top of page

Exercise and Seasonal Affective Disorder

November is here; the days are getting shorter and the temperature is (much much) colder. Many people find this time of year especially challenging when it comes to maintaining their exercise routine. Part of the reason for the struggle may be that over 10 million Americans suffer from Seasonal Affective Disorder (SAD). Starting in the Fall and usually ending by early Spring, this form of depression includes symptoms such as low energy, a sudden drop in mood, trouble sleeping, and having a difficult time concentrating. This article discusses how exercise can be an effective way to treat depression, specifically SAD. While the cold and dark can make exercising less desirable, modifying both your exercise program (what you're doing) and expectations (how often, how hard, how much) can be helpful in making exercise feel like less of a chore. What you do in the Summer does not have to be the same as what you do in the Winter. Can you exercise for a shorter duration? Should you change the type of exercise you are doing? Maybe, you need to change the time of day you are exercising! Don't be afraid to mix it up, especially if it is more likely you will stick to a routine. Remember, as little as ten minutes of moderate intensity exercise has been shown to have both physical and mental health benefits. That's ten minutes of walking, biking, or just moving around your house. Doing SOMETHING is always better than doing nothing, especially when it comes to managing your mood.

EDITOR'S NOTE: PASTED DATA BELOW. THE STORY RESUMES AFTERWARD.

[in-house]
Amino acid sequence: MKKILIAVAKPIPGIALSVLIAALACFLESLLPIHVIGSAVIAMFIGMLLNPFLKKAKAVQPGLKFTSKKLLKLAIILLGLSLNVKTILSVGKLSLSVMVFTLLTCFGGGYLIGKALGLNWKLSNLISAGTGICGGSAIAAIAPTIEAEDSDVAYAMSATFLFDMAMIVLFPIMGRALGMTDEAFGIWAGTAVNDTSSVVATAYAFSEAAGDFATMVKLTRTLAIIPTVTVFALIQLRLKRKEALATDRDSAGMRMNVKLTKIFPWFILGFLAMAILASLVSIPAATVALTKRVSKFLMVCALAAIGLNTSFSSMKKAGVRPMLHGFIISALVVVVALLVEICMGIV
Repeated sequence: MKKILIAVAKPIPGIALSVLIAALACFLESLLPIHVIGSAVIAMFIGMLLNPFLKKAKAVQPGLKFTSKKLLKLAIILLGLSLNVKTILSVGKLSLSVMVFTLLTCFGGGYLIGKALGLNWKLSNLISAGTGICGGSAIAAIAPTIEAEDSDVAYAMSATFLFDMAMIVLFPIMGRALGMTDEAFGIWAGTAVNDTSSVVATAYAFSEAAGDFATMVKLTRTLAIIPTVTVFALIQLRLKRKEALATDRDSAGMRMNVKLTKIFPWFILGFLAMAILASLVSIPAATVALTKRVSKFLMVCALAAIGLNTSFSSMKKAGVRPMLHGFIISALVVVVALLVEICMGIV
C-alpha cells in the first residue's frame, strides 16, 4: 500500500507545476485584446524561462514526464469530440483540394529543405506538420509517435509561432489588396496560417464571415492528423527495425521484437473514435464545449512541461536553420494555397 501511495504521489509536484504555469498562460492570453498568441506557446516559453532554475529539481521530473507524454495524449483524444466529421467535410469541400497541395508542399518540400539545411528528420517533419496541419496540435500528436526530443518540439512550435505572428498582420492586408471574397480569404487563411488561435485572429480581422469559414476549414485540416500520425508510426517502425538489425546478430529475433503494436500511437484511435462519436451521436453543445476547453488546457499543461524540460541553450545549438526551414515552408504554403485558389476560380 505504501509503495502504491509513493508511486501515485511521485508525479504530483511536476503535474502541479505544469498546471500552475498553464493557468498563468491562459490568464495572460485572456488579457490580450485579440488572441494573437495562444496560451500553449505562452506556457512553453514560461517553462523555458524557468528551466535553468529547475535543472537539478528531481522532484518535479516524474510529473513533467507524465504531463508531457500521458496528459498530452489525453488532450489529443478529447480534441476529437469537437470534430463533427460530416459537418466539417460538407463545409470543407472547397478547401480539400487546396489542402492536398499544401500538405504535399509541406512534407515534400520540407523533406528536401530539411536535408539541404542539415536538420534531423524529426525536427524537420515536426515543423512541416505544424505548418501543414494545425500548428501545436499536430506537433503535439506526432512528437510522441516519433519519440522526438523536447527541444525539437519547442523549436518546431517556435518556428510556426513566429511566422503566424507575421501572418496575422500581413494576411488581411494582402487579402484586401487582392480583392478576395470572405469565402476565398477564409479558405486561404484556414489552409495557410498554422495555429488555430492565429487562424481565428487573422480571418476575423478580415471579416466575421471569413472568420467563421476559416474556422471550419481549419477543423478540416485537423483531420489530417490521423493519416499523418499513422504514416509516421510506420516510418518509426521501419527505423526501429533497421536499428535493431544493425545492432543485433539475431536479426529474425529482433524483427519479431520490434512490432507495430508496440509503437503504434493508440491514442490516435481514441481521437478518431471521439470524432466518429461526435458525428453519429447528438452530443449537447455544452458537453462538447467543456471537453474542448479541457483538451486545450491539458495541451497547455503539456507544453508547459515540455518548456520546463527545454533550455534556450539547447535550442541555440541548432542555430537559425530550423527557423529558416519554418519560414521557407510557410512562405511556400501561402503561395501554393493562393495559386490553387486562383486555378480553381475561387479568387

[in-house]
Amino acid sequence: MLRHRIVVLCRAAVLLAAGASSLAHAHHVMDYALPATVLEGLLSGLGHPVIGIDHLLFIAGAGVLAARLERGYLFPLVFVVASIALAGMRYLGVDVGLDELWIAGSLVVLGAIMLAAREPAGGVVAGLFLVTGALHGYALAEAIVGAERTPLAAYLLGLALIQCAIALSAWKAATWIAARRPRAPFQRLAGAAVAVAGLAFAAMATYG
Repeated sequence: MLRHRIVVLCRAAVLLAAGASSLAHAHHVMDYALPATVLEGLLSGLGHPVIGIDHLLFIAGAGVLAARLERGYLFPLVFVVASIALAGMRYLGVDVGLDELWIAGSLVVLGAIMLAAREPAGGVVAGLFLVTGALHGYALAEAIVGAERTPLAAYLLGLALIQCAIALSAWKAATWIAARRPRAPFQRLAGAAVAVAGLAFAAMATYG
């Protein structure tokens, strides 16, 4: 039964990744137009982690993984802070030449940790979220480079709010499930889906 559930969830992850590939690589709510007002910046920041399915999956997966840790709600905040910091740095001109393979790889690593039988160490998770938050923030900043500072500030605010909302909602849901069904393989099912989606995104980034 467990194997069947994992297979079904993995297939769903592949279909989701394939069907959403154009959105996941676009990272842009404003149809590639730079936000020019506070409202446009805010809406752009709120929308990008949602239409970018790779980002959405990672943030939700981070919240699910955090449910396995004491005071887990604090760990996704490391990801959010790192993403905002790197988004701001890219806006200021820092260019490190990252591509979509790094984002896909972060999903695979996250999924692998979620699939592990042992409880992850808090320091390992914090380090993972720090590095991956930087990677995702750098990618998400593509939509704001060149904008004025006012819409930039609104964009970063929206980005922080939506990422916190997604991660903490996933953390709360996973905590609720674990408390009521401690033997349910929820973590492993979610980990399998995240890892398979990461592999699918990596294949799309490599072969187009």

bottom of page